Meg Luce: Manage your stress so your partner won’t have to
Whether you are worried about the state of the country, reopening your business, paying the rent or catching the virus, there is plenty of stress to go around. Under the ongoing pressures, worn-out couples often dump their stress on each other or the kids. Images of distressing events bombard us; pandemic concerns drag on, and we wonder what we can do. Many people are outraged, anxious and weary about all of the above.
Rather than offload your stress onto your partner, what other options do you have? If you would like to manage stress and tension more productively, here are some ideas to get you started.
Notice What’s Up
First of all, notice what is going on with you. Are you stressed, worried or angry at the world? An awareness of what is happening within you is the first step to address it. This pause will give you other options besides taking it out on your spouse or children or yelling at the television. Stop and take a moment and think, hmm, how am I doing?
Make a Plan
OK, so you’ve figured out how you are doing. You’re anxious, sad or mad as hell. Now what? The next step is to ask, what do I want to do about it? You might want to take some deep breaths, make a plan to call your best friend and rant, go for a run, get to your 12-step Zoom meeting, write your congressperson, join a peaceful protest or take a nature hike. Whatever you would like to do, your partner would probably rather have you take some time than spread your angst around the house. Acting on your plan is so much better than feeling anxious and stuck.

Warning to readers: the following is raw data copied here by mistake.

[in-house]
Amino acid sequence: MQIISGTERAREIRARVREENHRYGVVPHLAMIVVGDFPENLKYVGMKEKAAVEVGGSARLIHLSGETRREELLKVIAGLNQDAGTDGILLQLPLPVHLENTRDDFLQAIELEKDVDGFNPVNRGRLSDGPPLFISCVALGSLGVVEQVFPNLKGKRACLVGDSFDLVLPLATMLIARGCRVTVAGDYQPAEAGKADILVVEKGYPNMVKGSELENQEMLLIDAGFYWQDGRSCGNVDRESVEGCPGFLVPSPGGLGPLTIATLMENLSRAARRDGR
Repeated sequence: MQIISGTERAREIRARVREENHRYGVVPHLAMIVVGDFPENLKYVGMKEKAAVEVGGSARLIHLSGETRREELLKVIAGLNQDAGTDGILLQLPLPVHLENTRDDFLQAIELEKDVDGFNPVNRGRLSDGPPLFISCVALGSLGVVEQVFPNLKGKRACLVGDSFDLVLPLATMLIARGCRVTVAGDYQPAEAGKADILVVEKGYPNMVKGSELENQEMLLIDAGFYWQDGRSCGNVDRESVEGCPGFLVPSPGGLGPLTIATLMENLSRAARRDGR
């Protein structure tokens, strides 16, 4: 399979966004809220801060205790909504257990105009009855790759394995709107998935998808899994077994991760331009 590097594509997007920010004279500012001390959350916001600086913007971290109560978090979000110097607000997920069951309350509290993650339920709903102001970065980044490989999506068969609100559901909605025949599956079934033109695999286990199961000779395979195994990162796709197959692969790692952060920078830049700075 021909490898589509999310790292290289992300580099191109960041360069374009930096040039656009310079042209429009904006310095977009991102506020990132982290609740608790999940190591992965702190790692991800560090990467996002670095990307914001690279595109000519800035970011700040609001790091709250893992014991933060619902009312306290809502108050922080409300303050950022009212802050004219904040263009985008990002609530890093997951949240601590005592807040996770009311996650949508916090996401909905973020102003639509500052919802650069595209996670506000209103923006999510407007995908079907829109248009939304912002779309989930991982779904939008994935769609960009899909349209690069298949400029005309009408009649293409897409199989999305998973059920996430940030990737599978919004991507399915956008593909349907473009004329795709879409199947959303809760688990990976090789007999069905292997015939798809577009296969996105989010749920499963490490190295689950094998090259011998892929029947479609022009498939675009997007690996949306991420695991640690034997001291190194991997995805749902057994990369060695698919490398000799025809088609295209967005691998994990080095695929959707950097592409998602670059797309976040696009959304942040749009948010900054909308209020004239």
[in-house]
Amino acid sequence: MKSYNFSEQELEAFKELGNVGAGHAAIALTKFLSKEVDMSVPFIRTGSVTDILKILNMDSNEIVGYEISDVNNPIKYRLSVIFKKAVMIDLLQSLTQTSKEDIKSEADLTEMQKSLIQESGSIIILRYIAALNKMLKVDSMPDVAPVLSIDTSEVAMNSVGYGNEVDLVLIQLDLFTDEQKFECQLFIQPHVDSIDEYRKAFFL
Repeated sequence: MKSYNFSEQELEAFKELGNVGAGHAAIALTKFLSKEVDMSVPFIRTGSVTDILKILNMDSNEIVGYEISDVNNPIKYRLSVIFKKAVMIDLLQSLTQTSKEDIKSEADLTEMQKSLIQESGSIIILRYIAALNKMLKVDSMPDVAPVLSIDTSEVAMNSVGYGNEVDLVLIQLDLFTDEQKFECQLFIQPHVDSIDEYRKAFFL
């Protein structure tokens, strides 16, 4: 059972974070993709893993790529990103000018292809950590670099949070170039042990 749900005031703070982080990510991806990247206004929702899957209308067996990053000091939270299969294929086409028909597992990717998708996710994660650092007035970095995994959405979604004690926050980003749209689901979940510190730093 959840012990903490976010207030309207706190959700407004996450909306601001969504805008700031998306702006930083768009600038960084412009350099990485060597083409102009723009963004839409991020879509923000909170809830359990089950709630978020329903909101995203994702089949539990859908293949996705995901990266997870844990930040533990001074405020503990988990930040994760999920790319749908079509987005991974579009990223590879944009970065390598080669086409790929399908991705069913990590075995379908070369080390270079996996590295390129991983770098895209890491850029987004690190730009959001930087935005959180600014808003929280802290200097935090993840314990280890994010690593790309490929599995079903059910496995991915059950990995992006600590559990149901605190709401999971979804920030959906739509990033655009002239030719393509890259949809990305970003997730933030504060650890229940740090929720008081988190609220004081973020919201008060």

Keep patience in mind. It’s not a “chick thing.” Self-mastery of emotions is strong (and sexy!). It means expressing feelings by you leading them, not allowing them to lead you. If there is an issue you need to address with your partner, go ahead and say it — when you and your partner are ready to have a grown-up conversation. Choose productive words, and remember, you’re not the only one who is enduring stress.
Life feels pretty heavy right now. If you are struggling, reach out. If you see someone else struggling, reach out. Support systems help people cope with stress. During hard times, we can lean on each other as partners, and it is also healthy to find support outside of the relationship. Doing so can alleviate some of the burden of each partner’s stress upon the other. If you are lonely or feeling ungrounded, find someone to talk to. If not a friend or support group, then call a therapist — no need to tough it out by yourself.
We are not in control of so many life events. But we do get to decide how we want to respond to the things that occur. Even during times of high stress, you can tap into your ability to attend to yourself, choose intentional actions, and treat your loved ones with care.
Meg Luce, M.S., is a Marriage and Family Therapist in Grass Valley specializing in helping couples create satisfying relationships. You can find her contact info at https://NevadaCountyTherapist.com
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